Bees on the Farm May be More Valuable Than Pesticides, Study Shows
(Bloomberg) -- For European rapeseed farmers, honey bees buzzing around fields may outweigh the benefits of using pesticides to fight insect damage, French researchers said.
A four-year survey in France found higher yields and profits for rapeseed fields where there’s an abundance of pollinating insects, according to a study by agricultural researcher INRA and the country’s National Centre for Scientific Research published in Proceedings of the Royal Society.
That benefit is greatly reduced by using pesticides that don’t lift productivity enough to compensate for their cost, INRA said. So while more bees and spraying pesticides both boost yields, profits can be greater when only relying on pollination by bees, the researchers said. The findings come as French oilseed growers have bemoaned a European Union ban on neonicotinoids -- chemicals blamed for killing bees -- for causing crop losses.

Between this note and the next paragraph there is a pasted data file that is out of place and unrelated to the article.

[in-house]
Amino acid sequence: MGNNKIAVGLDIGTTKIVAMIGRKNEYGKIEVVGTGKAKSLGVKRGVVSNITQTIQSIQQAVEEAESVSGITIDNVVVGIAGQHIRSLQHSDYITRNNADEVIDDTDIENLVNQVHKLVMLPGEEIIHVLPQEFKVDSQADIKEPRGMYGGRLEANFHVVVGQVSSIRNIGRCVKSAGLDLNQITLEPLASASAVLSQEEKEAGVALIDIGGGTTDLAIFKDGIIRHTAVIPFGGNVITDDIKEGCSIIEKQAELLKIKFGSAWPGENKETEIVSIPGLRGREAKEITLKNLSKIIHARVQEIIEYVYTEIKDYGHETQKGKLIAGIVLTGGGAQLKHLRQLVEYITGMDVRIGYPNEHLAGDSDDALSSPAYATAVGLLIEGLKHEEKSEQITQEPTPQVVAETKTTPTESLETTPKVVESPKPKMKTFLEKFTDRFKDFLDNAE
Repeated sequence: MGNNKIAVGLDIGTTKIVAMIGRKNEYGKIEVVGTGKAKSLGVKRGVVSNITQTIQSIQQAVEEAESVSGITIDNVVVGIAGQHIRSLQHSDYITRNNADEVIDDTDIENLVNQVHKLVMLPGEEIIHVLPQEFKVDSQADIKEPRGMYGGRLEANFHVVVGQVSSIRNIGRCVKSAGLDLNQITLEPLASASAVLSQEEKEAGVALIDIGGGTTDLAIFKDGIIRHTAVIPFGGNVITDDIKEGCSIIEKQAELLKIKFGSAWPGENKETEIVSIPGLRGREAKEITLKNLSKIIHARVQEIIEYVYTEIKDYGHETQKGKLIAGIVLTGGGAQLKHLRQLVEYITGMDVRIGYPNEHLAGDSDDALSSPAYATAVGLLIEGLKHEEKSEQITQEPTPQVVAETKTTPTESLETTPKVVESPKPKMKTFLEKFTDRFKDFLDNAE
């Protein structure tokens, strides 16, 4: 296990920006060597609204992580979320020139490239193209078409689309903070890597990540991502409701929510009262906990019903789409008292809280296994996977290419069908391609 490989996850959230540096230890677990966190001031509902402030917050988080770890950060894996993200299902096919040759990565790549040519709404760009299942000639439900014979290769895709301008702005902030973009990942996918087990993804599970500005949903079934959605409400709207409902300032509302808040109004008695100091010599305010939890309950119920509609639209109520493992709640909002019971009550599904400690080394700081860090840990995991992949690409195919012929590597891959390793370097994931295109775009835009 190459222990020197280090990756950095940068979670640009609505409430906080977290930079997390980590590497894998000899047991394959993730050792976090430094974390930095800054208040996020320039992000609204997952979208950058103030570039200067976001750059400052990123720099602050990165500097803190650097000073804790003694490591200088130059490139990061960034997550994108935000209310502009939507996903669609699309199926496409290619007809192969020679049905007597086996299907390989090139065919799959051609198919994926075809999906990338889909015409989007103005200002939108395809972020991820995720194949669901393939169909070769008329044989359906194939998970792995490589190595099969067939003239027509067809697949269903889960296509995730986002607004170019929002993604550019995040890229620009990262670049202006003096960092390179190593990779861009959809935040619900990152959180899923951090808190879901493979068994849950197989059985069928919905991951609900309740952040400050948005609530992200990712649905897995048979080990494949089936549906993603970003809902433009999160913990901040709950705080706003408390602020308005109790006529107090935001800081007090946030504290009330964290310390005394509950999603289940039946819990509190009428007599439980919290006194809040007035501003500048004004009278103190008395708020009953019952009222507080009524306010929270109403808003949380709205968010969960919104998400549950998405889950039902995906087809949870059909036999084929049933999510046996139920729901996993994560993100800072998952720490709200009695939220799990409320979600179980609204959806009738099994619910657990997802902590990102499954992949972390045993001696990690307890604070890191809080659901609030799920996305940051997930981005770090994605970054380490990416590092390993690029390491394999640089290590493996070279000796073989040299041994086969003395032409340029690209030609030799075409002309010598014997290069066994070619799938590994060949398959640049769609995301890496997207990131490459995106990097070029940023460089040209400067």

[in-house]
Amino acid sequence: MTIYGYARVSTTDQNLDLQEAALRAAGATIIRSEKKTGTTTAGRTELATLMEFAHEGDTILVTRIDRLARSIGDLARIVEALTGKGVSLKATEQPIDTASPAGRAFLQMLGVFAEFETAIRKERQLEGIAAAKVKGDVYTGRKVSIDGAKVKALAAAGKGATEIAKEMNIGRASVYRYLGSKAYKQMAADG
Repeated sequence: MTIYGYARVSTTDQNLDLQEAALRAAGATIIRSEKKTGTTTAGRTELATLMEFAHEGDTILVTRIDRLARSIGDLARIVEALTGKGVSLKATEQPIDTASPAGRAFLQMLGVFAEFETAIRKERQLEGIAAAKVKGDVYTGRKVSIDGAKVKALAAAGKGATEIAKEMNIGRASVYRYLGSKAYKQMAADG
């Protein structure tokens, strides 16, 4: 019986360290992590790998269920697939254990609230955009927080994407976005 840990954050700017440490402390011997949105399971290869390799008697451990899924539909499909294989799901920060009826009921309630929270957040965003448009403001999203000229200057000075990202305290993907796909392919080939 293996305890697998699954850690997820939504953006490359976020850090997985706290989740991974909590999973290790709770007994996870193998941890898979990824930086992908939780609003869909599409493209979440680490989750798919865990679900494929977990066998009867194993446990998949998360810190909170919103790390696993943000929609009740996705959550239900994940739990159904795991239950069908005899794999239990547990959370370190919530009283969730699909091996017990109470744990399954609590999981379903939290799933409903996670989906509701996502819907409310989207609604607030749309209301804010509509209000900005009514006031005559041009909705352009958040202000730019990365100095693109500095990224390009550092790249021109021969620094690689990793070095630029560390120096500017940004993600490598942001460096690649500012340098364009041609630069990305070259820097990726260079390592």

“Greater yields may be achieved by either increasing agrochemicals or increasing bee abundance, but crop economic returns were only increased by the latter,” the researchers said.
For rapeseed fields with plenty of pollinators, gross margins on average were 15% higher than in plots bereft of them, the study found. Researchers analyzed almost 300 fields between 2013 and 2016, finding yields and gross margins as much as 40% higher where there’s an abundance of pollinators.
France’s is the EU’s top producer of rapeseed, which is crushed to produce oil used for cooking and as a feedstock for biodiesel. Rapeseed futures traded in Paris have climbed about 4% in the past 12 months.
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